North Archives - September 04, 2007
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Education an Entitlement?
From this it is logical to
conclude that "learning" was more the responsibility of religious bodies
than the state and that the state's role was to encourage and protect them
"in the enjoyment of the privileges, immunities, and estates," as
a way of supporting them in carrying out their functions. Such encouragement
is not a moral "ought", but a legal "shall". How we get from the
state mandate to encourage religious societies in the advancement of religion
and learning (note that the two were joined together), to the sate usurping
that role, is hard to fathom when we read the document in context.
The whole section lumped the discouragement of vice, the encouragement
of virtue, schools and religious activity in the same context and suggested
that it was religious societies which fulfilled this function and that
the state supported that function by granting privileges to such organizations.
(Tax breaks, etc.)
of Free Trade
By Bruce Shields
The cost of free trade is
often very visible: a closed factory, a vacant warehouse, and long term
employees forced frequently late in their working career to seek new work.
The benefit is not so easy to see: poor people are better able to afford
the necessaries of life. Saving a dollar a day on clothing is not
so easy to run on the evening news as a crane lifting the machines out
of a factory. But in aggregate, that benefit far outweighs the pain.
Some politicians, like some mentally ill people, seem able only to focus
on negative interpretations of events. Society at large needs to
hold to a wider view.
the E-Court Pulled a 180
Dooley doubtless knew little or nothing of actual Supreme Court flip flops,
either those of the past (whereby slavery went from Constitutional and
legal to not) or those of the future, (whereby the separate-but-equal formula
of Plessy v Ferguson would be reversed in Brown v. Board of Education,
but his lack of scholarship didn’t prevent him from correctly identifying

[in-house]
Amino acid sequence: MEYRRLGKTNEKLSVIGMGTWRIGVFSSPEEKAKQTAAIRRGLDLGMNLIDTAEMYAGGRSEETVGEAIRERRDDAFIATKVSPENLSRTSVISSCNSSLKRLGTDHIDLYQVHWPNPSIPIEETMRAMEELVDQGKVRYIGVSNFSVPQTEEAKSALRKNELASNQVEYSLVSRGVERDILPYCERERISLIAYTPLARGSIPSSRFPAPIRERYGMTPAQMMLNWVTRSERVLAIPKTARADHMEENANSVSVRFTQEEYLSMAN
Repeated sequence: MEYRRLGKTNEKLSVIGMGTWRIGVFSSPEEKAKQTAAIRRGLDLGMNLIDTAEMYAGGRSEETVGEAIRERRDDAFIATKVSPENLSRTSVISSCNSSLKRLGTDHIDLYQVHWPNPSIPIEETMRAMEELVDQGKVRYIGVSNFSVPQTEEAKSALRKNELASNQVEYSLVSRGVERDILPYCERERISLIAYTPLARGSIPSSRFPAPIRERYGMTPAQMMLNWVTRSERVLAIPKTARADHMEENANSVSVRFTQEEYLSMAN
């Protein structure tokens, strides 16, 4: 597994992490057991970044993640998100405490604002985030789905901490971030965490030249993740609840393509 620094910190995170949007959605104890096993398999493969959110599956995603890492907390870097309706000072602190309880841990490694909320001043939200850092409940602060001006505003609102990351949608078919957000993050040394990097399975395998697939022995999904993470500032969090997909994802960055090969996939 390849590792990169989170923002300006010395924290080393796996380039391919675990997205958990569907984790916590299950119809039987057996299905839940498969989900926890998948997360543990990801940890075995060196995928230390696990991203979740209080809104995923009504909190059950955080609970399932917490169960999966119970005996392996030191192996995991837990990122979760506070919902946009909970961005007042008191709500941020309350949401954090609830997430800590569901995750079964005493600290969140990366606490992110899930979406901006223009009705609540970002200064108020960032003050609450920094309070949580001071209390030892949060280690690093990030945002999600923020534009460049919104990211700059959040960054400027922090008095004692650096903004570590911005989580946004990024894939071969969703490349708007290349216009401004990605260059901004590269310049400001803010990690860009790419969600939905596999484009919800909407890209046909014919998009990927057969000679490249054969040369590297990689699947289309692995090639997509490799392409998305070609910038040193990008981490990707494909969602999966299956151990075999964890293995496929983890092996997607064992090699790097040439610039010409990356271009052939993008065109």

a political fact: as general public attitudes change, the legal and regulatory
systems crawfish energetically to stay in line and pretend to be legally
precise about it. It’s not that hard to cite some Vermont examples proving
# # #
"There are American officials
who consider Iraq as if it were one of their villages, for example Hillary
Clinton. This is severe interference in our domestic affairs." --Iraqi
Prime Minister Nuri al-Malik
# # #
Weekly News Round-Up
Like Healthcare, Is Not an Entitlement
However, declaring the likeness
of education and health care does little to address the real question of
where these supposed entitlements originate from. Certainly not in the
US Constitution which is silent on both issues. The claim that education
is an entitlement is simply not supported by the facts (although the Vt
Supreme Court seems to think
otherwise). To argue that health care is an entitlement simply
because states choose to provide education is non sequitur.
readings on climate change
I'm sure the climate change
issue will return during the next legislative session. The players
are still there and the Governor's
Commission on Climate Change will have issued its report. A few
good articles on the subject have recently crossed my desk (electronically
speaking, of course).
violates Vermont’s "Open Government and Ethics" laws
August 31, 2007
House Ways & Means Chairman,
Michael Obuchowski (D-Rockingham) dismissed questions about the closed-door
practices of a subcommittee discussing an income tax increase.... "On
critical issues such as property tax reform and raising the income tax,
Vermonters' rights under the law to participate and be informed must to
be respected. When they are not, it undermines the credibility of our legislature,"
said Rob Roper.
Panel under fire for closed door meetings
growers turn to machinery
By Clarke Canfield, The
A decade ago, about 20 percent
of Maine's 60,000 acres of blueberry fields were harvested by mechanical
means. Today, it's about 80 percent as growers discover that it's cheaper
to replace hand-pickers with more efficient machinery.
Caledonian Record Editorial
Tuesday August 28, 2007
What popped our eyes was
this inclusion in Grant's article: "The intention of a prebate, which is